By  on April 1, 1994

NEW YORK -- "All along I was having bets with my dad about who would come out with his magazine first," said David Lauren, the 22-year-old editor and publisher of Swing, a magazine geared to people in their 20s.

Lauren is the son of Ralph Lauren, who has been quietly developing his own magazine -- Lauren -- with Hearst Corp. for three years. But that project has been on the back burner for a while, and it looks as if it might have evaporated.

No such problem with the younger Lauren, whose Swing is set to debut in September. It is being financed by venture capitalists and distributed by Hearst. Ralph Lauren, chairman of Polo, whose products worldwide generate $3.7 billion in retail sales, is not an investor.

"There is no help from my father in any way, then or now," said Lauren, who created this magazine with a group of friends in 1990 while he was a sophomore at Duke University. They put out seven issues that were supported by advertisers such as Tropicana, IBM, Hecht's, AT&T, Benetton, Drakkar Noir and Chaps by Ralph Lauren.

While Lauren didn't seek his father's help, he realized that when it was time to go national, having a Chaps ad would help bring in other fashion advertisers.

"This is a lifestyle magazine for people in their 20s," explained Lauren. "My aim is to inspire people to become involved in politics, business, the environment and sports. There's a very negative look at this generation -- the slackers -- but there are 46 million people between 18 and 29, and I believe they are very intelligent and want to be spoken to intelligently." He said they also represent $125 billion in buying power.

Lauren said one of the aims of Swing -- named for the 18-to-29-year-old generation that represents the "swing" vote for most political and public policy decisions -- is to make politics accessible to people in that age group.

Lauren said his magazine would explain the savings and loan debacle, for example, in terms of how it might affect someone taking out a first loan or getting a mortgage on a house. The magazine will also contain stories on rock bands and issues such as drugs, AIDS and sex.What prompted Lauren and his friends to start this magazine in college was their frustration with existing publications.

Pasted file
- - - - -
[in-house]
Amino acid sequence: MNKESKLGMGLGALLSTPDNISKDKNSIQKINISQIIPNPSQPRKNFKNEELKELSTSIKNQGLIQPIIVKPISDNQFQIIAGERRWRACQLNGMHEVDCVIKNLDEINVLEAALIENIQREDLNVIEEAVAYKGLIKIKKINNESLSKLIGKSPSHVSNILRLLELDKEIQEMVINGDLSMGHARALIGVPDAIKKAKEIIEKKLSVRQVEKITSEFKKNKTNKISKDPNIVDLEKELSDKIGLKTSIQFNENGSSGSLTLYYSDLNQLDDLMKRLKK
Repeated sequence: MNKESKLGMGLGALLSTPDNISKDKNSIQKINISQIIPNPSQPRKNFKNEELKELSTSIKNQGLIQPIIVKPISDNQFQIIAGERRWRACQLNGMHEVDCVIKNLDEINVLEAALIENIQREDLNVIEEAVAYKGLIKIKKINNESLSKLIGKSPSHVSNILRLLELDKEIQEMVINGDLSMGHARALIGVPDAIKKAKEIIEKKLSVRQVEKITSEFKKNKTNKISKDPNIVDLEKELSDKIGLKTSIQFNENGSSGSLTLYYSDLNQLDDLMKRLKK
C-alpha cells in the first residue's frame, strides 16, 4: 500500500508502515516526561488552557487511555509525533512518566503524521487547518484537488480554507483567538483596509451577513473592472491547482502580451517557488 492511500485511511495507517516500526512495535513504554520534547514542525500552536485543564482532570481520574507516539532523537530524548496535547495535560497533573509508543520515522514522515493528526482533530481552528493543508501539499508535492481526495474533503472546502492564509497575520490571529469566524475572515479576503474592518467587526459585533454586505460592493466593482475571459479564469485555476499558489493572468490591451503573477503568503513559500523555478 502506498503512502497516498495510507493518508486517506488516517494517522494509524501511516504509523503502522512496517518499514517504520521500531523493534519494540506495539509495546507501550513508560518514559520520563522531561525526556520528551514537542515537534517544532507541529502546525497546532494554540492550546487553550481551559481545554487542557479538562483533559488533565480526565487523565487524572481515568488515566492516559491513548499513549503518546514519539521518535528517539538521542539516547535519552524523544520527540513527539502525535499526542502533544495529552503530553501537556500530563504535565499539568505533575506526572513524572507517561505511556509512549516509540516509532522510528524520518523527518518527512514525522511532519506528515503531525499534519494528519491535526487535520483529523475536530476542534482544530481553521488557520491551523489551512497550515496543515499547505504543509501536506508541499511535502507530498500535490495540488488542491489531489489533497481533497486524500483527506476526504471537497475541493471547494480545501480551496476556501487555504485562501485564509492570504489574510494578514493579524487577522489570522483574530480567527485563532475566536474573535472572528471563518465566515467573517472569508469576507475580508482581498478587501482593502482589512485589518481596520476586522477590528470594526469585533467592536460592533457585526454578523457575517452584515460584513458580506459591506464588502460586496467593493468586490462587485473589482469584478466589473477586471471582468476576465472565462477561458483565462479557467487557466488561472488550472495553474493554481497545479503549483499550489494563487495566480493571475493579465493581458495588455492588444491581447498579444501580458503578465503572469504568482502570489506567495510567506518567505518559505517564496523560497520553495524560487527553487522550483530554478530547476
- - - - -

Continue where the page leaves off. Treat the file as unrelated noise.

"Everybody reads everything, but it doesn't speak to them. I might want to pick up Forbes to read a business story, but what really interests me is somebody from my generation starting a record company. That's an inspiring story. I want to know what their entrepreneurial spirit is about. I want to know the steps not to take."

While Swing will clearly have a political bent, Lauren won't forsake fashion coverage. But how that will evolve is still being determined.

"I don't think we'll be doing fashion spreads," said Lauren, adding it wouldn't be to the magazine's competitive advantage. However, he noted that he might do a story about why denim is always in style or what kids buy in thrift shops. How he'll treat his father's company in his fashion coverage could pose a sticky problem, but he said he'll make those calls later.

Lauren said Swing's attempt to reach a dual audience, plus its political focus, will set it apart from the competition. He noted, for example, that Details -- one of the most successful publications at targeting young men -- has a different mind-set.

"Swing is much more political and more lifestyle-oriented than Details. It's not downtown or trendy. We're much more traditional -- more American," said Lauren. He added that most of the fashion magazines targeting this age group are aimed at women.

The magazine will use freelancers who have written for magazines such as Details, Vanity Fair and The New Yorker, said Lauren.

Swing, which will be published 10 times a year, has an initial circulation rate base of 100,000 and will cost $2 on the newsstand. A four-color full-page ad costs $5,000. Lauren declined to divulge how much money was invested in the magazine, but said that, according to his business plan, he expects to make money by the second year, "although we'll have to pay off our debts."

"By the fifth year, we'll be off and running," he predicted. He'll be based at 342 Madison Ave. here.Advertisers committed to the first issue are Pepe Jeans, Seagram's and, of course, Ralph Lauren.

David Lauren admitted that being Ralph Lauren's son has been a help to his publishing venture, but added that's it's also a hindrance.

"It works both ways. You can get in the door, but you have to stay in the door," he said. "I feel that if you keep working hard, you'll find your way. I've been exposed to a certain life that gives me insight and a sense of myself and quality, and it gets translated into my own thing."

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